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Independent Professional: Experienced educator and management consultant for engineering educational institutions, researcher, trainer, technical consultant on sustainable technologies, related to cement manufacturing and characterisation, using industrial and agricultural wastes in cement and concrete, durability of concrete and fuel cell power.

Saturday, July 4, 2009

Green living: improving health today and tomorrow

Much attention has been paid in recent years to what seems to be a growing environmental conscience in the United States. Going green used to be considered expensive and a luxury for those who could afford the trend. Now it appears that we are learning that not only is adopting more environmentally conscious attitudes good for our economic situation, but also our….health? Yes, if we dig a bit deeper we can see that dirty industries and backwards policy is actually harming the health of the earth for our children and the health of her inhabitants today.

How Does Environmental Policy Affect Public Health?

There are two levels of health consequences associated with dirty industry, both direct and indirect. The direct consequences are examples like increased asthma rates in areas with high smog indices. Chlorofluorocarbon release into the atmosphere has shown to decrease the filter of direct sunlight on the planet, resulting in more concentrated ultraviolet light reaching the surface of the earth. Perhaps it is no surprise then that in countries with depleted atmospheric gas, skin cancer rates are among the highest in the world.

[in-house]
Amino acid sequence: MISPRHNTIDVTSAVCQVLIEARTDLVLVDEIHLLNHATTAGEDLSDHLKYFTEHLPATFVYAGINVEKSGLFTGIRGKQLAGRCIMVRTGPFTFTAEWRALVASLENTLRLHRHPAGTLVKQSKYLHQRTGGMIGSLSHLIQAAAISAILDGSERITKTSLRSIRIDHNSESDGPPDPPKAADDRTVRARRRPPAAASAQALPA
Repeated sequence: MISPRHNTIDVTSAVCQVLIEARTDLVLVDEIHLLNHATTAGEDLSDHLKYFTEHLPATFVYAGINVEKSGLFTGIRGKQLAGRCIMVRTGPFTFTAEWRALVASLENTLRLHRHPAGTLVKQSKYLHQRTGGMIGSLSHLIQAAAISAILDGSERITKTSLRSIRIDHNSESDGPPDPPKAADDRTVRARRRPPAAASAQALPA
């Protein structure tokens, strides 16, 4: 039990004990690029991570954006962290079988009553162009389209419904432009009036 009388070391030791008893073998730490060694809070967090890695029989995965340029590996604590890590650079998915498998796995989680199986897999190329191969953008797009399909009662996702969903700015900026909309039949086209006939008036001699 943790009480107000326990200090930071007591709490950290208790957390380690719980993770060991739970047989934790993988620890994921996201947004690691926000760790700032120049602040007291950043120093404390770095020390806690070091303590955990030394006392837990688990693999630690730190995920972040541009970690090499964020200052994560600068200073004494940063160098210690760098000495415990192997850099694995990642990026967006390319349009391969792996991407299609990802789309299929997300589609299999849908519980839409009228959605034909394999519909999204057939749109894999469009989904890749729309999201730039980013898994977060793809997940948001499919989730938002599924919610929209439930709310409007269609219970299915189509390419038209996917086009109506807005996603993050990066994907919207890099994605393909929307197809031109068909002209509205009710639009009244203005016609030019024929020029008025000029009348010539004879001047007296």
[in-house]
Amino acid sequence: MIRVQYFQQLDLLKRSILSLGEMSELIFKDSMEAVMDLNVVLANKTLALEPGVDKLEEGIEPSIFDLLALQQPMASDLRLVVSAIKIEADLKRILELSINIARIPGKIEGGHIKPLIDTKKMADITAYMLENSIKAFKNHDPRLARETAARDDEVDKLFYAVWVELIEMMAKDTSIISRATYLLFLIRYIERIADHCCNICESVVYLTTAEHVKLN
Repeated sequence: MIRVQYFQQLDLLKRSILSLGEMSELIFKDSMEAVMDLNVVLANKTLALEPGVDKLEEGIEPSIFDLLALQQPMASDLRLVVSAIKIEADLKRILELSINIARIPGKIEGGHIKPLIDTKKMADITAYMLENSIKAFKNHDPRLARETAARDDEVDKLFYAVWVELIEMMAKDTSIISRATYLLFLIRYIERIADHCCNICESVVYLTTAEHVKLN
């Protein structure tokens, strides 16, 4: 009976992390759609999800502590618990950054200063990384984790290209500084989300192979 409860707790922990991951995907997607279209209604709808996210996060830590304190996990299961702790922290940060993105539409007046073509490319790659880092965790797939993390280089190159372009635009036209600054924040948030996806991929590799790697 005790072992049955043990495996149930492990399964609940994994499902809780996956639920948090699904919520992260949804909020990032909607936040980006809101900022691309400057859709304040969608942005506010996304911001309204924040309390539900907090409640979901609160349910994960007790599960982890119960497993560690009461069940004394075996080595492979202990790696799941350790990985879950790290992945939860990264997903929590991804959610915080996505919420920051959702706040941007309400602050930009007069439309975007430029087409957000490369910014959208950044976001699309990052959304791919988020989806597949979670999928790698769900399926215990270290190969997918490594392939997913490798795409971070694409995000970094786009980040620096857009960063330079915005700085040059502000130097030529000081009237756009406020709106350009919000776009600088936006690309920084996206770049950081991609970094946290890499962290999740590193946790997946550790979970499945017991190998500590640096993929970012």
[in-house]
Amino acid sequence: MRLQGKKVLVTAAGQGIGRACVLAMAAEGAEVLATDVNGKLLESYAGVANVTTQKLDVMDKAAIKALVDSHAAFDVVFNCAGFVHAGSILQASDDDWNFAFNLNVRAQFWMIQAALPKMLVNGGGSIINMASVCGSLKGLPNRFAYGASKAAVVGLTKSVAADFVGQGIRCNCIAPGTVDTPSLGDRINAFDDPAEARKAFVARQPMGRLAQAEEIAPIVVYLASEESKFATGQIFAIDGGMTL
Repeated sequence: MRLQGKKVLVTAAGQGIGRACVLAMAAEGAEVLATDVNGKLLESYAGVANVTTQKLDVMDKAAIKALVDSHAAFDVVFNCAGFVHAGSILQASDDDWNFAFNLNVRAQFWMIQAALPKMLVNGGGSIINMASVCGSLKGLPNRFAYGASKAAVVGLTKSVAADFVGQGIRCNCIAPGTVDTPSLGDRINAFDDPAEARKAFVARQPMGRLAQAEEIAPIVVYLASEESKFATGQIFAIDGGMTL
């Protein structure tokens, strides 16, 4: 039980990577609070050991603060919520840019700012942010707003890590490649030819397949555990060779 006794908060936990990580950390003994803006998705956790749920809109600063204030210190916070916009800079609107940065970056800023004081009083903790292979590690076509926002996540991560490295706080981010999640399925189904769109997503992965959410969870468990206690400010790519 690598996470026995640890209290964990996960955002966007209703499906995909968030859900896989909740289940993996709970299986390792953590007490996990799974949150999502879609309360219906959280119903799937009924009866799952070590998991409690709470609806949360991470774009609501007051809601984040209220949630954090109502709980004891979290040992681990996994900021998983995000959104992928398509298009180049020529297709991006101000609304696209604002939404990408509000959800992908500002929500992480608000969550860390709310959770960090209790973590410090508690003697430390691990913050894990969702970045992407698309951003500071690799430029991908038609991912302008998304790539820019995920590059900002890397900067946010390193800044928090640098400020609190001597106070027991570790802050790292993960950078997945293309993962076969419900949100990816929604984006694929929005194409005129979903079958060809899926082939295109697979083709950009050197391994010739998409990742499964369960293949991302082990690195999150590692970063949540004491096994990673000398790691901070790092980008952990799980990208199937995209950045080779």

The indirect health consequences are harder to see immediately, but closer examination reveals that these are, in fact, perhaps the most hazardous. Bi-products of dirty and backwards industries, such as coal and oil processing, include cancer causing substances like asbestos and benzene. A U.K. study conducted in 2002 indicated that coal and oil industry workers are at a much higher risk of developing mesothelioma (associated with asbestos exposure) and leukemia (traced to benzene and heavy-metal exposure). Dr. Valerie Rusch among many other doctors who specialize in this area understand that these are substances that can be directly traced to antiquated pre-regulation equipment in industries whose environmental hazards are even more inherent.

Can we really afford to continue on the path we were on before? Investment in clean industry means not a healthier planet for our children and grandchildren, but also a healthier place for us to live today.

--June 21, 2009 Written by Bill Hawthorne with the maacenter


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